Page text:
From the bottom to the top
Our two SCI nurse specialists Carol Adcock and Debbie Green were recently training health and social care staff from across the country in bowel management techniques. It’s a subject very few people want to talk about, but it’s really important that we do so as good bowel management is, for many spinal cord injured people, a vital part of being able to lead an independent and fulfilled life.
Meanwhile, a member of our staff sits on the NHS Continuing Healthcare Stakeholders Forum, a NHS England body that shapes the development at a strategic level of policy around the funding of packages of care for those with the greatest care needs.
So what’s the connection? Well, to meet our mission of supporting SCI people to lead fulfilled lives, it’s essential that we actively engage with the NHS – one of the most important organisations in the life of SCI people. We do that at lots of different levels and in lots of different ways. Many of our members appreciate how different parts of the NHS have supported their care and rehabilitation – whether it’s at the point of injury, during rehabilitation or beyond. We recognise the fantastic commitment of NHS staff and how they often work in challenging circumstances – something recognised at our 2017 Rebuilding Lives Awards earlier this year which saw numerous nominations and awards from across the NHS.
Our Peer Support Officers – all spinal cord injured themselves – are made welcome on the wards and regularly meet newly injured people in hospital at the start of the rehabilitation journey. The team’s personal experience of SCI makes them ideally placed to provide a positive insight into life beyond injury – something recognised and appreciated by care staff as much as SCI people themselves. Meanwhile our SCI nurse specialist help drive standards of nursing care by sharing vital information on SCI with other health professionals.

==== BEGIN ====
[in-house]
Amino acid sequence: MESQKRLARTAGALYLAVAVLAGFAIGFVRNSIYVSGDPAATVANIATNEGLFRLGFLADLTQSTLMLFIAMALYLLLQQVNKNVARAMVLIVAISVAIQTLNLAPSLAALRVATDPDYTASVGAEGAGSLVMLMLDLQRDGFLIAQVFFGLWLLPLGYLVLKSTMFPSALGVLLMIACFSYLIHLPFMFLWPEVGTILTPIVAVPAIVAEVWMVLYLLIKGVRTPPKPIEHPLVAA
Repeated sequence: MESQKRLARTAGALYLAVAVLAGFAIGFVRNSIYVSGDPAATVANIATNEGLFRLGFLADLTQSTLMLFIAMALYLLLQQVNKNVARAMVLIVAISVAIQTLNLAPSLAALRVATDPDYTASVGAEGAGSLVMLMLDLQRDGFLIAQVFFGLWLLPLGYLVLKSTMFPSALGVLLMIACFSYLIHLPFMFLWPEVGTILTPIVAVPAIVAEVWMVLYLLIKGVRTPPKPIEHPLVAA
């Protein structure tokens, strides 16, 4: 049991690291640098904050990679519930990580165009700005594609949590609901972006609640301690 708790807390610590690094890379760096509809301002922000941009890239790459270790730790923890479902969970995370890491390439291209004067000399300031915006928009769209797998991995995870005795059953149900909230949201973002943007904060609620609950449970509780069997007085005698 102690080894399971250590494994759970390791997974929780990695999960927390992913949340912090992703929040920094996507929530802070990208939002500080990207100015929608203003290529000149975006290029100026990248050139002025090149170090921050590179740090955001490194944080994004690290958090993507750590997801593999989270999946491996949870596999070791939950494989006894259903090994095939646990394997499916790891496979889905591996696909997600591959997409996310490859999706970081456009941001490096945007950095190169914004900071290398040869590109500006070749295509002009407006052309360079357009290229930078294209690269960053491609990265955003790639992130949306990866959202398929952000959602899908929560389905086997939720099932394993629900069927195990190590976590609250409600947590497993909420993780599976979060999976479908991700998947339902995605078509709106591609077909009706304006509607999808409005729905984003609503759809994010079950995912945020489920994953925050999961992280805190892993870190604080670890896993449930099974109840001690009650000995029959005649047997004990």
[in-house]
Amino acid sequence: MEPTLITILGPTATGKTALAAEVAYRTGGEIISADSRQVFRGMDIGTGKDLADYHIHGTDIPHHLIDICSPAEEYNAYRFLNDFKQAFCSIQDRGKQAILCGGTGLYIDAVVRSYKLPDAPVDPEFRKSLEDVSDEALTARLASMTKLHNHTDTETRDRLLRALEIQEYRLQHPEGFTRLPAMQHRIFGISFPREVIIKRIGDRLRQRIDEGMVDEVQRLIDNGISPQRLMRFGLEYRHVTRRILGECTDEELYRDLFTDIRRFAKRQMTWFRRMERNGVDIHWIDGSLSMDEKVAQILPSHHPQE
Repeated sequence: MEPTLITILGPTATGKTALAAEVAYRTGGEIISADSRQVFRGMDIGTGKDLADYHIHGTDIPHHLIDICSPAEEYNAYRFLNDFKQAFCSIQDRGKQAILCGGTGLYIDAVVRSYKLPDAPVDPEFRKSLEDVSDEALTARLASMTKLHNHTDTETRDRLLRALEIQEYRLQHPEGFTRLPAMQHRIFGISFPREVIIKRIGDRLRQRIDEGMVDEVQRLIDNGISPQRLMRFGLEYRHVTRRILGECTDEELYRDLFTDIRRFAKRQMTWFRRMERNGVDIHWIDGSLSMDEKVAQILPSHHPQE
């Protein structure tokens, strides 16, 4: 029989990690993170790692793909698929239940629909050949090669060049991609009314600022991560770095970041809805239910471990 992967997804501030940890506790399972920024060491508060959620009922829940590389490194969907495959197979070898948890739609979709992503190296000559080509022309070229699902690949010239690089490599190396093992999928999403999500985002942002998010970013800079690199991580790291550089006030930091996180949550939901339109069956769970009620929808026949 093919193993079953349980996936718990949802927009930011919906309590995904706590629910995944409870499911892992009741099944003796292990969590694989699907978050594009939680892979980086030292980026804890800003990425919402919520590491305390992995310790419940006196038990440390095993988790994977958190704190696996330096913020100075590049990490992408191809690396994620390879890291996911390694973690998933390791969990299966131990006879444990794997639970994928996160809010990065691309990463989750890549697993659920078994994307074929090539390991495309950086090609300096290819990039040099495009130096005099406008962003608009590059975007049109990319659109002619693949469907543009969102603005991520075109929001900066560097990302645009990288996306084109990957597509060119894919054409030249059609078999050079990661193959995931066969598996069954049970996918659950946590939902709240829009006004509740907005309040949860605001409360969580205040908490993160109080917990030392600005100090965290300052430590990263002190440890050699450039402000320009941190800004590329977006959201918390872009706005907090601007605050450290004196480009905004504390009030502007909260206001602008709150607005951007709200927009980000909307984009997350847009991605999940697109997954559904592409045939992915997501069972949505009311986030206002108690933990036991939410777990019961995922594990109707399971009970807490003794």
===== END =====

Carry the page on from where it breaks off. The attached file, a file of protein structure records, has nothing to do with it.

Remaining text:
Yet too often we also hear a different story; a dispiriting tale of people battling to get good care and a failure to place the patient’s interests at the heart of decision making. We estimate, for example, that about a third of spinal cord injured people do not get access to a specialist SCI centre and the expert skills that can make all the difference during their rehabilitation. We speak up on issues like that and to robustly challenge the NHS when we think they could be doing things better.
We like to think of our relationship with the NHS as that of a critical friend – we’ll shout and cheer when they’re doing the right thing, but we’ll also make our voice heard when our members tell us they’re not getting the care and support they need and deserve. It’s one of the great benefits of being an organisation whose work is shaped by the experiences of our members – over 70% being SCI themselves. We bring a unique insight that is sometimes forgotten but is always valuable – that of the SCI person themselves.
We can offer praise or concern – quite often in equal measure and sometimes with the same breath. The NHS is an organisation that’s central to the lives of SCI people, their family, friends and carers. And that’s why we’ll be working hard to ensure our vital and unique voice continues to be heard across the NHS as we campaign and influence on behalf of SCI people.